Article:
Many influential male academics, from the cliquish New York Intellectuals to Isaiah Berlin and Slavoj Žižek, who more recently claimed, quite absurdly, that the “elevation of Arendt is perhaps the clearest sign of the theoretical defeat of the Left,” felt it necessary to deny precisely the canonical impact and longevity of her writings. Of course Žižek quite rightly objects to the cultish aspects of Arendt scholarship, but he neglects to acknowledge his own considerable stake — including a line of T-shirts and thousands of YouTube videos — in the fetishization of great thinkers.
In order to secure Arendt a seat at the table, it seems, it may have been necessary to flaunt an authority on the basis of which she had originally been excluded. The question of how we might establish the importance of a “marginal” thinker without appealing to the same criteria that marginalized him or her in the first place should be raised loudly in this context of Arendt’s reception.
The Life of the Mind is an excellent example of how the attempt to establish a thinker’s genius through the construction of a uniform work can foreshorten a text and its potential readings. Arendt entrusted her friend Mary McCarthy with the formidable task of editing the final book as her literary executor. Therefore, when the aging theorist died during a dinner party with her long-time friend Salo Baron on December 4, 1975, McCarthy rolled up her sleeves and gave the text a thorough once-over. Later, a third part on judgment, which Arendt had planned to write but never did, was added based on a series of lectures on Immanuel Kant.
Unfortunately for the resulting book, McCarthy, a wonderful writer and true confidante, espoused a rather Anglo-American understanding of what should constitute the final text. A comparison of the manuscript and the published version shows dramatic differences in tone, sentence structure, vocabulary, and, at times, content due to McCarthy’s diligent editorial changes. The halting, open, and continually restarting rhythm of the manuscript in particular is strikingly absent from the text as we know it today.
Of course McCarthy is not the culprit of this story. She merely followed an intellectual tradition that presumed the existence of a single final text which, representing the intentions of the author, gave rise to editorial practices geared to secure a work. In contrast, Arendt’s own formation within the German philological tradition was grounded in the notion of a critically constituted edition, that is, of the text as one variant, or argument, among many possible arrangements. Importantly, this view of the text as constituted rather than simply realized lays itself open to criticism by clearly marking the traces of the editorial labor performed on it. Instead of seeking to present the text as an original by hiding editorial intervention, this philosophy subscribes to seeing the work as a moving and movable work-in-progress, which may always be amended or changed after the discovery of a missing draft or a more informed reconstruction of the chronology. In this sense, such a text is not one. It involves the recognition that writing itself is a process, not a one-time act. And while the idea of the constituted text is still not commonly accepted even for most editions of collected works, it has recently echoed in the debates around the digital humanities. In this context, critics have felt the need to ask very old questions such as “Where is the text?” and “What is a work?” and “What is the role of editors?” Because the digital presentation of texts requires us to rethink the experience of reading itself and because it can at least potentially change the reader’s position vis-à-vis the text, it also raises anew practical-philosophical concerns on the matter of editions.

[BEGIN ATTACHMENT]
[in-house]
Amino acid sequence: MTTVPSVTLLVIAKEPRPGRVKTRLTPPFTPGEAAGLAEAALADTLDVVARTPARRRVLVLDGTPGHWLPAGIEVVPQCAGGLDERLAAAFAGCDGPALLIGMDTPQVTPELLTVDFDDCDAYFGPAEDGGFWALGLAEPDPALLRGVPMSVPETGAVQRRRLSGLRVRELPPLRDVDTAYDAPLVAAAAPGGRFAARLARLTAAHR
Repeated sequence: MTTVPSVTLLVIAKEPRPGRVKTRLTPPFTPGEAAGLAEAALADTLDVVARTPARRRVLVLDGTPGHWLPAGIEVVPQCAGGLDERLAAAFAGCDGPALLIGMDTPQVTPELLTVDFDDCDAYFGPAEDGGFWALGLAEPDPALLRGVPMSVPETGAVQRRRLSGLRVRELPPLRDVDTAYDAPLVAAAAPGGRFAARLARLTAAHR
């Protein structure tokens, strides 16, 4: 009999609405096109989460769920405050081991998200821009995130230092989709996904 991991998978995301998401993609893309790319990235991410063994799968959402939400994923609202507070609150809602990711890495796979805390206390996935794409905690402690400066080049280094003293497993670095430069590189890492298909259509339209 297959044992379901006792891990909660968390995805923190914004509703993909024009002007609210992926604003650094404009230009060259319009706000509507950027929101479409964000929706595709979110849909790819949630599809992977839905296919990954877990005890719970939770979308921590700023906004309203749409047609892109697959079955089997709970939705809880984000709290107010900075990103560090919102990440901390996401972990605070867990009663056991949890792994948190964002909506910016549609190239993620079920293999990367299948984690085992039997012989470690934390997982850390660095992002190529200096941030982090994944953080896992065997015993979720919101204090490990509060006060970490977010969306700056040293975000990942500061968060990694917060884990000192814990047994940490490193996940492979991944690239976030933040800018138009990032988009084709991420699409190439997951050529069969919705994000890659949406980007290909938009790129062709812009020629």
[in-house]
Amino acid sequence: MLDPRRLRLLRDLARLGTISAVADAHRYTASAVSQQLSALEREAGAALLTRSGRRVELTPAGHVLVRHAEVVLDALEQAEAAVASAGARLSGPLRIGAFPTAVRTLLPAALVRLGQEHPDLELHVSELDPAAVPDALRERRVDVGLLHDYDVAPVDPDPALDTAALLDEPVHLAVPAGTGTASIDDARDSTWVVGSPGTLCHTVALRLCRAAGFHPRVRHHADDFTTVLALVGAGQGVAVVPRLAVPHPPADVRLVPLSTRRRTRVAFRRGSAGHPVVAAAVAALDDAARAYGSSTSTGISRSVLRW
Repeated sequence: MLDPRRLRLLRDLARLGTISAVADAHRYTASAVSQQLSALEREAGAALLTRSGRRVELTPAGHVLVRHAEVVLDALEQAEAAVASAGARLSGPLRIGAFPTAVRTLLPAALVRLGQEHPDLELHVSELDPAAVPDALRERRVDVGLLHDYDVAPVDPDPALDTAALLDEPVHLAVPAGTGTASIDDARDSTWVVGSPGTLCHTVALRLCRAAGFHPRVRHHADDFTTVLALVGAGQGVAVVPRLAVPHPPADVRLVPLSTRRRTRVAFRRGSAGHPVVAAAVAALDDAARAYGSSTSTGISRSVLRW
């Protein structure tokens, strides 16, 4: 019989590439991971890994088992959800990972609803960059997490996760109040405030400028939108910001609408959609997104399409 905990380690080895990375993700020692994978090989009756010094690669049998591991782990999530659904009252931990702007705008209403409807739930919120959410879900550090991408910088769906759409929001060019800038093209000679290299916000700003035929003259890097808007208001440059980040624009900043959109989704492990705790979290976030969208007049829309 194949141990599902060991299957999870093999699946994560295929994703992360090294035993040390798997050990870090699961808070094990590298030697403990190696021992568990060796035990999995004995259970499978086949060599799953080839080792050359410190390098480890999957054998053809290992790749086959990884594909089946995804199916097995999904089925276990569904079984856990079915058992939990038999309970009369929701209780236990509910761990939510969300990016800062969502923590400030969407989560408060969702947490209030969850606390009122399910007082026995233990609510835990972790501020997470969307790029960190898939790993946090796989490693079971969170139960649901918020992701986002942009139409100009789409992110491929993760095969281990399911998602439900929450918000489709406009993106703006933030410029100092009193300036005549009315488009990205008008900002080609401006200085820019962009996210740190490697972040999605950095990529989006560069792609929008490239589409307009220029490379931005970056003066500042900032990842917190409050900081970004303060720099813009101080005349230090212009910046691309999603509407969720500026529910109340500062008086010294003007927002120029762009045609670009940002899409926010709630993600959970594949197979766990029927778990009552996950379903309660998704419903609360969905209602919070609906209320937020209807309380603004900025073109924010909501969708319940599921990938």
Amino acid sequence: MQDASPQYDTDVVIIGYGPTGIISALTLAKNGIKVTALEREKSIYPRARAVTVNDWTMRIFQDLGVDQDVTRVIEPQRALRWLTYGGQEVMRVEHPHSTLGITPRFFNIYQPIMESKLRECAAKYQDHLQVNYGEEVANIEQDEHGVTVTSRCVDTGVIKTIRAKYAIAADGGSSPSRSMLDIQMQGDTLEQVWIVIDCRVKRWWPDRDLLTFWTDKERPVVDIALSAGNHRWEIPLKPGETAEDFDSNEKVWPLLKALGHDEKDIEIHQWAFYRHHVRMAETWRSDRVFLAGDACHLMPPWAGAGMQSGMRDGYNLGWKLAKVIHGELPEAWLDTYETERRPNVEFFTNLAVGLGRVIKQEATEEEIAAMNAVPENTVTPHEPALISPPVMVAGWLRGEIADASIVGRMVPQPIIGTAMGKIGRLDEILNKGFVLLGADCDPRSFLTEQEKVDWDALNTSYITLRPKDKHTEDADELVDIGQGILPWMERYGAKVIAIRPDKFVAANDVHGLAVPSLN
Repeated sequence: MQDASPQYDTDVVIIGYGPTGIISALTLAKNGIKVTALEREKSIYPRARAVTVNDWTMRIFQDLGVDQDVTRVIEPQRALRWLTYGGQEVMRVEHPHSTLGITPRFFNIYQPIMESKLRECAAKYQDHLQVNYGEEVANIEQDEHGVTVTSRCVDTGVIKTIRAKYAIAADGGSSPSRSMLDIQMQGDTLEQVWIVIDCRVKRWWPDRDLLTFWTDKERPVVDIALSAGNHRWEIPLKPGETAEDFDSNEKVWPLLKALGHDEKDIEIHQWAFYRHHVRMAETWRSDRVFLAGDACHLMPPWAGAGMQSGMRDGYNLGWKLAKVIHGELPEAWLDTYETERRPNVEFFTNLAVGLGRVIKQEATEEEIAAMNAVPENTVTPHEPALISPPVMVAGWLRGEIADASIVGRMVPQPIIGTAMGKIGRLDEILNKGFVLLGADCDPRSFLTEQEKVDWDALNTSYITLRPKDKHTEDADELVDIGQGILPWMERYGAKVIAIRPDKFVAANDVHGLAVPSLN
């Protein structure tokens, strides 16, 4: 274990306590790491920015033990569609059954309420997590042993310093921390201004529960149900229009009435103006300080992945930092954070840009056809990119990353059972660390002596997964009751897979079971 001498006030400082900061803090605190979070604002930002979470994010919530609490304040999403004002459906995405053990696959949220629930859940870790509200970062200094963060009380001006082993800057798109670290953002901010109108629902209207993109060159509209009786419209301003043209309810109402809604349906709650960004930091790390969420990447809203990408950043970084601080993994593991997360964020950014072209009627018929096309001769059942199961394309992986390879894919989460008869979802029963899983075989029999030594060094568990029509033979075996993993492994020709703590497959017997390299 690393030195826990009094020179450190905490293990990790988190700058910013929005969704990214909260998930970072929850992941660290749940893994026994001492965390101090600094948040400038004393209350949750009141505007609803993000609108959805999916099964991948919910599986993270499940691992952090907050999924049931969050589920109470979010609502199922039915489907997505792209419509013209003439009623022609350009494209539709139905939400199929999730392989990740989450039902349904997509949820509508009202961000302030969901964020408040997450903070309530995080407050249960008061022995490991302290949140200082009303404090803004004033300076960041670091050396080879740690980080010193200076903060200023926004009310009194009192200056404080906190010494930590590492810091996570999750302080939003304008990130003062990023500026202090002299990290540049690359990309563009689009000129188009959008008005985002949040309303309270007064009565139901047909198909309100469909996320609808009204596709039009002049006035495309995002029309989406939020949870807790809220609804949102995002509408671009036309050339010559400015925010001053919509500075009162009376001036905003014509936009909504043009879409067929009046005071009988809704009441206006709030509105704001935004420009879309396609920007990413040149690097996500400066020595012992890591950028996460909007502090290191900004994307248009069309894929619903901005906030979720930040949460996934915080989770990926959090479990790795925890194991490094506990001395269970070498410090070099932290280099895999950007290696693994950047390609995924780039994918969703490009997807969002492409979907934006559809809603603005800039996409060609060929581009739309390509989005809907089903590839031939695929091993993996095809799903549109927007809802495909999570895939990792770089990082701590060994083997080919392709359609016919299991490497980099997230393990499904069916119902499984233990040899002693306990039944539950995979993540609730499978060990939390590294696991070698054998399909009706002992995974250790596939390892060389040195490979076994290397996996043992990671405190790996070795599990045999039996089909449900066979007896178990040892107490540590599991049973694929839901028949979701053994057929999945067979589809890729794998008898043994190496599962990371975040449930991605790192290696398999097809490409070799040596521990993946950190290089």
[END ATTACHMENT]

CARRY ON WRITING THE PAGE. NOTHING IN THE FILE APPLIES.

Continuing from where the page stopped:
It is therefore especially fortuitous that the new Critical Edition of Hannah Arendt’s Complete Works will appear as a hybrid edition, augmenting the sensory reading pleasure of the 17 analog volumes edited by prominent scholars with the potential for deeper critical exploration on a digital platform.
Two blue volumes have already appeared, the Sechs Essays (“Six Essays”), originally addressed to a German audience in the immediate aftermath of the war, and the above-mentioned The Modern Challenge to Tradition, as the sixth volume of the edition. The remaining 15 books are scheduled to be released one by one until 2031 with the highly anticipated publication of the “un-McCarthyfied” The Life of the Mind expected for this year. Each volume will be accompanied by the launch, delayed by one year, of the free online component at hannah-arendt-edition.net, demonstrating the editors’ generous commitment to open access and to a vision of the digital humanities as an intensification of scholarship (rather than as the neoliberal rationalization project it often appears to encode).